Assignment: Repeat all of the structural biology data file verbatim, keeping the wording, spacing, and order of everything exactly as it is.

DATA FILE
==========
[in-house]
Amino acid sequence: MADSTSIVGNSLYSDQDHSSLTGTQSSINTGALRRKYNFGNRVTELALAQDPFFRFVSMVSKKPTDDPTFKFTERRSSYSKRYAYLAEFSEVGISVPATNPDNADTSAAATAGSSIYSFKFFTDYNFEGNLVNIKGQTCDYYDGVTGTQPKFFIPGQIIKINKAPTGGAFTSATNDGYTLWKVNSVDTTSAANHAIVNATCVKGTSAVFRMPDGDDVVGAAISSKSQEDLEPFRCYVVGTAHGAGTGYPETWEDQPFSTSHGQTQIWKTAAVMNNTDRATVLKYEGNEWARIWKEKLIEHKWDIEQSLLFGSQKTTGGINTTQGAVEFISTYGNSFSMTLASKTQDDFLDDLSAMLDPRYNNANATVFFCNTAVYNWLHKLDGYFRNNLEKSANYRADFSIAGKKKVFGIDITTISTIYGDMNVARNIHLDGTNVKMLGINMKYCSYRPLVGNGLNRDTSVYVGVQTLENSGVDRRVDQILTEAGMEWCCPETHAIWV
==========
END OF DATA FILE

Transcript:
[in-house]
Amino acid sequence: MADSTSIVGNSLYSDQDHSSLTGTQSSINTGALRRKYNFGNRVTELALAQDPFFRFVSMVSKKPTDDPTFKFTERRSSYSKRYAYLAEFSEVGISVPATNPDNADTSAAATAGSSIYSFKFFTDYNFEGNLVNIKGQTCDYYDGVTGTQPKFFIPGQIIKINKAPTGGAFTSATNDGYTLWKVNSVDTTSAANHAIVNATCVKGTSAVFRMPDGDDVVGAAISSKSQEDLEPFRCYVVGTAHGAGTGYPETWEDQPFSTSHGQTQIWKTAAVMNNTDRATVLKYEGNEWARIWKEKLIEHKWDIEQSLLFGSQKTTGGINTTQGAVEFISTYGNSFSMTLASKTQDDFLDDLSAMLDPRYNNANATVFFCNTAVYNWLHKLDGYFRNNLEKSANYRADFSIAGKKKVFGIDITTISTIYGDMNVARNIHLDGTNVKMLGINMKYCSYRPLVGNGLNRDTSVYVGVQTLENSGVDRRVDQILTEAGMEWCCPETHAIWV